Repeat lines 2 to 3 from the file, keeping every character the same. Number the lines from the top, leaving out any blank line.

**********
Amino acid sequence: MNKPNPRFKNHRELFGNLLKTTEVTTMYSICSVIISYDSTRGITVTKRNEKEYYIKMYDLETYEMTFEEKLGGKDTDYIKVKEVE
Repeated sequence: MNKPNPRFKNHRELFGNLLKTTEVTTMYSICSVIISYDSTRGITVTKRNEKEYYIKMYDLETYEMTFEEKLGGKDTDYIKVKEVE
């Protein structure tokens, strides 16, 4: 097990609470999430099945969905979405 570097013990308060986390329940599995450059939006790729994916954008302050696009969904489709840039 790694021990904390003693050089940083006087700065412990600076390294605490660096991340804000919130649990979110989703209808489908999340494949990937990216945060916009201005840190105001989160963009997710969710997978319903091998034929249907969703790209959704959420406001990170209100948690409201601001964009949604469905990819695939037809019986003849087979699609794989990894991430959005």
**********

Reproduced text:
Repeated sequence: MNKPNPRFKNHRELFGNLLKTTEVTTMYSICSVIISYDSTRGITVTKRNEKEYYIKMYDLETYEMTFEEKLGGKDTDYIKVKEVE
């Protein structure tokens, strides 16, 4: 097990609470999430099945969905979405 570097013990308060986390329940599995450059939006790729994916954008302050696009969904489709840039 790694021990904390003693050089940083006087700065412990600076390294605490660096991340804000919130649990979110989703209808489908999340494949990937990216945060916009201005840190105001989160963009997710969710997978319903091998034929249907969703790209959704959420406001990170209100948690409201601001964009949604469905990819695939037809019986003849087979699609794989990894991430959005």